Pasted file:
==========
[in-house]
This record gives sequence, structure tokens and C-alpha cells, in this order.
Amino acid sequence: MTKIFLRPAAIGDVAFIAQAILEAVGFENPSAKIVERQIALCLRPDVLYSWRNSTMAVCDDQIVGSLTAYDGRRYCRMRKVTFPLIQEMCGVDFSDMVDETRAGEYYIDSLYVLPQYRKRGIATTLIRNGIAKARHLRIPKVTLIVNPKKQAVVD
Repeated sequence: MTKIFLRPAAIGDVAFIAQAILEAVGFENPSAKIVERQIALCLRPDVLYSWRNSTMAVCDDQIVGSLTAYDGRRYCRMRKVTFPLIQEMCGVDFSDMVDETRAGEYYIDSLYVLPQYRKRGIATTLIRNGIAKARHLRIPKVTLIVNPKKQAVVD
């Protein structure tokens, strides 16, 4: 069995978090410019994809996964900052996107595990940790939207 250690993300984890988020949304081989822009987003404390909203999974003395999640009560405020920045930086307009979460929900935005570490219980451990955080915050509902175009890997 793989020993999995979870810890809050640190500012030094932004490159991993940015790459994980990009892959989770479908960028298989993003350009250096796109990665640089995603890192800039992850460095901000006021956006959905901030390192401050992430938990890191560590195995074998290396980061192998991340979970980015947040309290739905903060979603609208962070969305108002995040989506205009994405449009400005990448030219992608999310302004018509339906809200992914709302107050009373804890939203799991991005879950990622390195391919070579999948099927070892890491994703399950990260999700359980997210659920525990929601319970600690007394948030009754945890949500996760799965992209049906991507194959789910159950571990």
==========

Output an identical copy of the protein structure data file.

[in-house]
This record gives sequence, structure tokens and C-alpha cells, in this order.
Amino acid sequence: MTKIFLRPAAIGDVAFIAQAILEAVGFENPSAKIVERQIALCLRPDVLYSWRNSTMAVCDDQIVGSLTAYDGRRYCRMRKVTFPLIQEMCGVDFSDMVDETRAGEYYIDSLYVLPQYRKRGIATTLIRNGIAKARHLRIPKVTLIVNPKKQAVVD
Repeated sequence: MTKIFLRPAAIGDVAFIAQAILEAVGFENPSAKIVERQIALCLRPDVLYSWRNSTMAVCDDQIVGSLTAYDGRRYCRMRKVTFPLIQEMCGVDFSDMVDETRAGEYYIDSLYVLPQYRKRGIATTLIRNGIAKARHLRIPKVTLIVNPKKQAVVD
């Protein structure tokens, strides 16, 4: 069995978090410019994809996964900052996107595990940790939207 250690993300984890988020949304081989822009987003404390909203999974003395999640009560405020920045930086307009979460929900935005570490219980451990955080915050509902175009890997 793989020993999995979870810890809050640190500012030094932004490159991993940015790459994980990009892959989770479908960028298989993003350009250096796109990665640089995603890192800039992850460095901000006021956006959905901030390192401050992430938990890191560590195995074998290396980061192998991340979970980015947040309290739905903060979603609208962070969305108002995040989506205009994405449009400005990448030219992608999310302004018509339906809200992914709302107050009373804890939203799991991005879950990622390195391919070579999948099927070892890491994703399950990260999700359980997210659920525990929601319970600690007394948030009754945890949500996760799965992209049906991507194959789910159950571990």